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Outline and evaluate two theories of attribution

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Introduction

Outline and evaluate two theories of attribution One attribution theory is the correspondent inference theory by Jones and Davis (1965). This theory was developed on Heider's idea that the observer has a general tendency to make an internal attribution. This is because it is easier to say that the cause of someone behaviour is something within the actor as it makes the world seem more stable and predictable, rather than having to make an attribution for a person for every situation this would make the world seem less stable and more unpredictable. Jones and Davis set out to look at grounds we use to make dispositional attribution. There are certain behaviour we expect from certain people because of their job and there social roles. When someone acts in a way that is uncommon and unexpected we tend to say they are acting intentionally. When this occurs we make special kind of person attribution called a correspondent inference. This is an interference that the actor behaviour correspond to there underlying character. Jones and Davis state there are a number of reasons for this: Non-common effects this is when someone has to choose from a number of alternatives the less common they are, the harder it is to make a dispositional attribution. ...read more.

Middle

They offer hard evidence for their claim that the observer draws on a number of principles to check observer's behaviour against interference of the actors underlying character. The disadvantage is that not all-correspondent inference is not always applied by the limited set of principles. The observer often jumps to the conclusion about the cause of other people behaviour without doing all the analysis that Jones and Davis has suggested. For example when someone is clumsy we usually make a person attribution even though we know that it not the person but the situation. Another theory of attribution is Wieners achievement attribution theory. Wieners work (1979,1986) explored the kind of attribution observers make to explain the cause of success or failure, the theory states that in some task, such as examination or sports match individual either has a positive or negative emotional reaction. They then make an attribution based around four factors-ability, effort, task and luck. Any one of these attribution can either reinforce or alter the individual expectations about how they may perform in the future if there low expectation mean they have low motivation and if they have high motivation then they may do really well in the future. ...read more.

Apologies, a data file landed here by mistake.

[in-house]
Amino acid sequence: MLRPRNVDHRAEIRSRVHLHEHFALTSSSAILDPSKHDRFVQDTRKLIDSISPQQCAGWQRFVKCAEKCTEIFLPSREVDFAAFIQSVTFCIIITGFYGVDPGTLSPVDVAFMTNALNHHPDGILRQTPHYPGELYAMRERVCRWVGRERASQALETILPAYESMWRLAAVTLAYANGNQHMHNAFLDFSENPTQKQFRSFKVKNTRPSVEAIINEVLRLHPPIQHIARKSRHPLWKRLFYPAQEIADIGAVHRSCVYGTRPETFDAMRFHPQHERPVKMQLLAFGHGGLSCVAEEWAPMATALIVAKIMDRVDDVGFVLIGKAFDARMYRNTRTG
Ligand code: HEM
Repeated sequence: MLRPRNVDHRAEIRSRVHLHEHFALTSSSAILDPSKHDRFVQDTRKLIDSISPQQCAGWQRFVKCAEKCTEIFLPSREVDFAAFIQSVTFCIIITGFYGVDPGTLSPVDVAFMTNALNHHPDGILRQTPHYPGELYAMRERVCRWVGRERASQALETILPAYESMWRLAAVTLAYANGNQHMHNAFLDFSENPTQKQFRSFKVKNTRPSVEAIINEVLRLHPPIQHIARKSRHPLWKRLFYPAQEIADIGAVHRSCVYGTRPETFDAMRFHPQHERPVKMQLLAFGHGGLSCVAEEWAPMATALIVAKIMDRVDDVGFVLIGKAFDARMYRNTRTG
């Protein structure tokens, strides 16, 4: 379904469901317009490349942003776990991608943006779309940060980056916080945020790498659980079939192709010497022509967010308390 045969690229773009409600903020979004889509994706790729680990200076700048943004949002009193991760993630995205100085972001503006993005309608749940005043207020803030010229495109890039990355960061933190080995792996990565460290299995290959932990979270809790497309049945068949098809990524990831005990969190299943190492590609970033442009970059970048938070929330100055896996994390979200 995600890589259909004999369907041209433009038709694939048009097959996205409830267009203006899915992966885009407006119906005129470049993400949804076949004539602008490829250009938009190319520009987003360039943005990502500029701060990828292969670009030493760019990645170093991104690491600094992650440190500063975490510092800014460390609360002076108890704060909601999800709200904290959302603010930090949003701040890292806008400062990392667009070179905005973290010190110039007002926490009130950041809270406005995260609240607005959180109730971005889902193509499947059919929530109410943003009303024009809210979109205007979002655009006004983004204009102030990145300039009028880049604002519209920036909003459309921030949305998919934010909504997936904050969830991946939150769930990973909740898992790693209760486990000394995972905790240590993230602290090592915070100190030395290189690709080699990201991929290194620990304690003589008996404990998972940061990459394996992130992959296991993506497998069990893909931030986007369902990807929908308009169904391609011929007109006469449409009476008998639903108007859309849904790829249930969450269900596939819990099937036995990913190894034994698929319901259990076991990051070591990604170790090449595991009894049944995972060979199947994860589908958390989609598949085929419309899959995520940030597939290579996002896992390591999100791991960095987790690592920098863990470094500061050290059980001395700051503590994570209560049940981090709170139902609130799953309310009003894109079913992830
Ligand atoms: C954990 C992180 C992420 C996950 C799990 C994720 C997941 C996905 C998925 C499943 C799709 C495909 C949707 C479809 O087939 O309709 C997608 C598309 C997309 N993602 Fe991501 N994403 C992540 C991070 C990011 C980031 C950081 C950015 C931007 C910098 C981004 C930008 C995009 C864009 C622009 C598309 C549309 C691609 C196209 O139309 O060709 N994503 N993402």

Conclusion

For example if a person did brilliantly in an exam they probably make an internal attribution that goes for the same as if they did really bad they are more likely to make an external attribution. The advantages of this theory is that this theory is well supported by evidence of empirical studies also Weiner made a connection between the attribution process and motivation, it show that a person attribution may have a long term effect on future behaviour, it also show that there emotion in the attribution process unlike Kelley, Jones and Davis where attribution are mental calculations. The disadvantage to Weiner theory is that most of the evidence come from the laboratory and are artificial so can these result be generalised beyond the laboratory therefore has low ecological validity. Lastly these finding are not the same in every culture although his theory can be applied to most cultures. For example, Indian participant made more external, unstable and uncontrollable attribution. This is probably because individual powers to control events are limited. Also westerner tend to use person attribution to explain success whereas the Japanese are more like to explain success by situational factor so they're fore culture plays a big role in how people think. ...read more.

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